There is no standard curriculum to learn practical procedures about microscopy: how to align a setup, how to identify misalignments, how to identify broken parts, where to buy components, how to check their performance, and much more. How to learn all of this?
Often, research papers contain close to zero information about these topics, and even if they do, the information is scattered in the methods sections or supplementary information. This is not a surprise since papers are mostly expected to be “research” and not engineering manuals or step-by-step protocols. This makes some papers quite impressive, but close to useless from a practical perspective.
Therefore, the most useful practical information about microscope construction and maintenance can be found in sources other than papers. Some examples:
- On labrigger and other blogs (including my blog), useful but sometimes a bit anecdotal information is distributed over many pages, making it available via search machines.
- A nice tutorial on alignment by Rainer Heintzmann can be found in the web – it’s an appendix to a book, but clearly more widely shared than the book itself.
- Some projects, like the mesoSPIM project (by my labmate Fabian Voigt), provide a lot of useful practical information via dedicated websites or Github repositories.
- Andrew York took advantage of his independence to provide less formal work-in-progress publications via Github, which allowed to focus more on practical and useful information, instead of trying to prove novelty and impact with beautiful figures.
These webpages are more flexible than PDF papers, can be easily updated and enhanced and allow for simple integration of animations or interactive elements. Since the webpage does not need to convince editors and reviewers with polished writing and impressive claims, it allows for more practical information to slip in.
Recently, I discovered another project that goes into a similar direction, initiated by the lab of Martin Booth, on the topic of adaptive optics. As the authors describe it themselves:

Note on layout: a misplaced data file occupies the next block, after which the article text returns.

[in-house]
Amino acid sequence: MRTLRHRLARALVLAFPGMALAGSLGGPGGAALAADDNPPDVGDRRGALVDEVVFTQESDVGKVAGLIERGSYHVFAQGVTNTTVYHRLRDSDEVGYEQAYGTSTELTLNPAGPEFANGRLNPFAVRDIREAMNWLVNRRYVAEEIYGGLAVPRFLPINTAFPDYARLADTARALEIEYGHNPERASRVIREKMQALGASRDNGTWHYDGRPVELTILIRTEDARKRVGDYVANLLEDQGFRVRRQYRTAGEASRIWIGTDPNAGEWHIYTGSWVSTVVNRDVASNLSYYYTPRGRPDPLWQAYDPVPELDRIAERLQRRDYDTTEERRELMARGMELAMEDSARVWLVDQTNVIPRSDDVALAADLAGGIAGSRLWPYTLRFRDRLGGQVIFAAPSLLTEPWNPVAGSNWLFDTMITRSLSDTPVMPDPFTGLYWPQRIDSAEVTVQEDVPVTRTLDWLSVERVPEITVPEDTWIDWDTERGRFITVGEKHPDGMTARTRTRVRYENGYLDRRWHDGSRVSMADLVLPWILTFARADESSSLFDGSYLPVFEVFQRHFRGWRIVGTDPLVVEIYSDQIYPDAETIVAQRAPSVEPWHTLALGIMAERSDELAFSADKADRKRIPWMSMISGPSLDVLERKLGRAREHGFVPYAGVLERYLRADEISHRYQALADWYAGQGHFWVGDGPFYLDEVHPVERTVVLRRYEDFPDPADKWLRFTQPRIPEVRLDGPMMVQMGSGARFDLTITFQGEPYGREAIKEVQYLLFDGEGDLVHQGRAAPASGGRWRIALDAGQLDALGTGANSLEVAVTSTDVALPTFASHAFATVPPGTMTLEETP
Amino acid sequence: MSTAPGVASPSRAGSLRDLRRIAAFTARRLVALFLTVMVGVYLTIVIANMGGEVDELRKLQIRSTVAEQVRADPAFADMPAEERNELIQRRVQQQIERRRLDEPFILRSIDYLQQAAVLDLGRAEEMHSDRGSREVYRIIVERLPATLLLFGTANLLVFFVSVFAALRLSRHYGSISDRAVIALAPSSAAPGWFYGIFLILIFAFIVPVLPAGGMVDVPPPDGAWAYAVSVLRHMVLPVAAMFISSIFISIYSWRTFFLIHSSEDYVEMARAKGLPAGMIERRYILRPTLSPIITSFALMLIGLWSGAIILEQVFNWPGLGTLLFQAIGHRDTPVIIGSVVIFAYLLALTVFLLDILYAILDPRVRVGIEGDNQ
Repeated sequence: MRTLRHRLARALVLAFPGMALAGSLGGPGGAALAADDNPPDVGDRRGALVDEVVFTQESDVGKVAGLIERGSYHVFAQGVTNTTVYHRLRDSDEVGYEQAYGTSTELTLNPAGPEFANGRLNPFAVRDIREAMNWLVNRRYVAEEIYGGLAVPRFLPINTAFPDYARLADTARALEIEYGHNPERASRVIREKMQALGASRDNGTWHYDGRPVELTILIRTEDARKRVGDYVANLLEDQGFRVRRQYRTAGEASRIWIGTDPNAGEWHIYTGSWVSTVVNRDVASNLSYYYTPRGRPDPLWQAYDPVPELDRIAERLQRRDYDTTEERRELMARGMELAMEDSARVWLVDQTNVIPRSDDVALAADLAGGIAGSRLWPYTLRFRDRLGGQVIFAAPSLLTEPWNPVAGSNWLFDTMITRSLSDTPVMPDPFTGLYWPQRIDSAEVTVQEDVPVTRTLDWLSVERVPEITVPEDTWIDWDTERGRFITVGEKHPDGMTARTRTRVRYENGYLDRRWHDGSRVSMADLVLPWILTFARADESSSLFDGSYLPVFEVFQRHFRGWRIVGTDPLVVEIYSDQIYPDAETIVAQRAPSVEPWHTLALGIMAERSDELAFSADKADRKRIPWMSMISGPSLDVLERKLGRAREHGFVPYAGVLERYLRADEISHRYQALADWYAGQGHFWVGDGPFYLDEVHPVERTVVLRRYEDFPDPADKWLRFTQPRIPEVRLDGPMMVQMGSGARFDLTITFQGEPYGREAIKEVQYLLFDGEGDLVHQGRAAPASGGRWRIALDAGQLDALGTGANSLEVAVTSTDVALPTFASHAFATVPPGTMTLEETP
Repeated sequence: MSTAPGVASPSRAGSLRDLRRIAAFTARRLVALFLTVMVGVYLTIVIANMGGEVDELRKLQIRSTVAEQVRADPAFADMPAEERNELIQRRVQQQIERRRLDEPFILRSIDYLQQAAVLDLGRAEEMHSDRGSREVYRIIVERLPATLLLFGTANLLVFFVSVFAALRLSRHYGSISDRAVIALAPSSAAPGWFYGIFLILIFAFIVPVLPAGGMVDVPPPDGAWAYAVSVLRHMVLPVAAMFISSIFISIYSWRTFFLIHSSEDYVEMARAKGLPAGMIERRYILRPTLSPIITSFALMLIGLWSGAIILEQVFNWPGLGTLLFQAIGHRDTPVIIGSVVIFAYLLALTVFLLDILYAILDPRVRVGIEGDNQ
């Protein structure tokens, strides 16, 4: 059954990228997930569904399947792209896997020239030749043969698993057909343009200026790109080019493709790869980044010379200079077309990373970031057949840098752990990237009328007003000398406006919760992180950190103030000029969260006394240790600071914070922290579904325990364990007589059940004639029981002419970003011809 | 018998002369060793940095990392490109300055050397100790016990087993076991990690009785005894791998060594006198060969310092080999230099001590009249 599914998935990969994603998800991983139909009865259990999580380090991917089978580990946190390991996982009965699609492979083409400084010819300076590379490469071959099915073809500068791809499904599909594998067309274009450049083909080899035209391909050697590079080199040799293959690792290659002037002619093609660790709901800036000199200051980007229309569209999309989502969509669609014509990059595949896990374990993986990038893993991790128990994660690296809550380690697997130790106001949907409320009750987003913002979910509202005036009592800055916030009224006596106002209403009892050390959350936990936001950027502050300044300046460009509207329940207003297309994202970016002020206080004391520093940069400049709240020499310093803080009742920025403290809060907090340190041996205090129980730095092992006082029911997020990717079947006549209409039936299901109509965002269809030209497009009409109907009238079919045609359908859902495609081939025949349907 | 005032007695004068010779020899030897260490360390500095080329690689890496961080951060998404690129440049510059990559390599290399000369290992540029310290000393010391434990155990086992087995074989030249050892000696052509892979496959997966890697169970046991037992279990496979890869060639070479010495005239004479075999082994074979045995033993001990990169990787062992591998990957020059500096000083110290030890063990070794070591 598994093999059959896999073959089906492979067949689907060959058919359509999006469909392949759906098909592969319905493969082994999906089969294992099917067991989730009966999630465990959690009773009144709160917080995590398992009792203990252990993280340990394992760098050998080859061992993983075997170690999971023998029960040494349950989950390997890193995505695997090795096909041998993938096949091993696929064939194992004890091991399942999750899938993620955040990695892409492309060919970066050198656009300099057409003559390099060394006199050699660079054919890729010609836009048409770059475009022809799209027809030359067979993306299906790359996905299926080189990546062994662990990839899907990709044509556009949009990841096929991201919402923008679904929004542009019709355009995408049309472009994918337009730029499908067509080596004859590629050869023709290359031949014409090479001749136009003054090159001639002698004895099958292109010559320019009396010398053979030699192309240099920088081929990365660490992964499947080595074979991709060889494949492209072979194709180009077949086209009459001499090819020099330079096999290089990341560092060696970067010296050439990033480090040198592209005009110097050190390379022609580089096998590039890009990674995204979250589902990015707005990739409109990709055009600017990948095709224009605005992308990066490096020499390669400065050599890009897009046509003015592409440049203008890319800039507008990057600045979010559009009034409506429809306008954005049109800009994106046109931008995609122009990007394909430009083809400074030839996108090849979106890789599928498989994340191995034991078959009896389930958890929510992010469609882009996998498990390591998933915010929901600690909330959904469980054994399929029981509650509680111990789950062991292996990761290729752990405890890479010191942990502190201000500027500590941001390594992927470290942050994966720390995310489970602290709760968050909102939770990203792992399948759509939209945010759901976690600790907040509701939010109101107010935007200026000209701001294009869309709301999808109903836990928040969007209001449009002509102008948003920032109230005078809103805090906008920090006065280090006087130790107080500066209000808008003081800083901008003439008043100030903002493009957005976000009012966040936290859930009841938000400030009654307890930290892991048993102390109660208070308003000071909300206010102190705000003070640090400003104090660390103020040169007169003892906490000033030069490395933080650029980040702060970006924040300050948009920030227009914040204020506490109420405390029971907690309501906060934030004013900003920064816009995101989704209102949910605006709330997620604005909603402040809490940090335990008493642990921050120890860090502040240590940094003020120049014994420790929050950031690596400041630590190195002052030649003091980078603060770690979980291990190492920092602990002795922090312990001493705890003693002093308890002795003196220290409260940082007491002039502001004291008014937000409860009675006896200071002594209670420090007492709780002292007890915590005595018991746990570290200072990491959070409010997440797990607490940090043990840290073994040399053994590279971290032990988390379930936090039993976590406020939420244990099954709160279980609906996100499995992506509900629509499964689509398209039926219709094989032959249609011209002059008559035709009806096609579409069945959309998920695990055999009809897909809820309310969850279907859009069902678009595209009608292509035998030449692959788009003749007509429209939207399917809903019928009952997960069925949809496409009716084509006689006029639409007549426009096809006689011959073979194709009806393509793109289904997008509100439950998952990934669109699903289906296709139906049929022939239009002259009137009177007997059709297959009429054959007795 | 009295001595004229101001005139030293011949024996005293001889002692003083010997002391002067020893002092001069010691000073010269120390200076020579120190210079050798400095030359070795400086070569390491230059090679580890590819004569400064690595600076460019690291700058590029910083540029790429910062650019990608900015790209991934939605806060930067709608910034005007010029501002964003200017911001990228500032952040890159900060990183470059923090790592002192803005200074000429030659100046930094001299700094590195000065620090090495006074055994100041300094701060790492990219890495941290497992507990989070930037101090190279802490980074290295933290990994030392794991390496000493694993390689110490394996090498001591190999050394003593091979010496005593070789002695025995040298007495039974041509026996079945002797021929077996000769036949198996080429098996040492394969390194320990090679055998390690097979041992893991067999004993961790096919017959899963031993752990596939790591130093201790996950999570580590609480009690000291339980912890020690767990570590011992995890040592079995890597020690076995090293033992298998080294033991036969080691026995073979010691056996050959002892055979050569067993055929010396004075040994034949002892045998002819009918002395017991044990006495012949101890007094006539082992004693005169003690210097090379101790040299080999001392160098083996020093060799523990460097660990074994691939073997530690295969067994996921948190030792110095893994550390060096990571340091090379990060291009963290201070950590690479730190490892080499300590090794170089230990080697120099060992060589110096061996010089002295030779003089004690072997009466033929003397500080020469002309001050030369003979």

“The documents posted here will include tutorials, experimental protocols, and software. This will range from simple hints and tips through to extensive documentation of procedures. We intend to post material whenever it is ready, and documents will be updated with newer versions when we have them. We chose to set up the site in this way, to be free from the constraints of the traditional publishing process, which is ill-suited to the dissemination of this type of material, particularly when content could be frequently updated as our own approaches develop.” – aomicroscopy.org/about
I really enjoyed the protocols uploaded so far. For example, despite quite some experience with microscopes, I have never aligned a confocal pinhole so far, and I found it interesting to read the instructions on how to do this, even though it’s a very simple procedure. I’m really looking forward to seeing this form of resource becoming more frequently used and also appreciated not only by other researchers, but also by funding sources.
Of course, all of this does not replace the best source for practical training in microscopy: doing it yourself, spending a lot of time solving problems – and having somebody in the lab who knows everything.
Another highly recommended and practical resource which just went online, the video channel from Nemonic NeuroNex, directly from the bench with very practical instructions: https://www.youtube.com/channel/UCEQ-b8i_E36f-oPStsbXNAw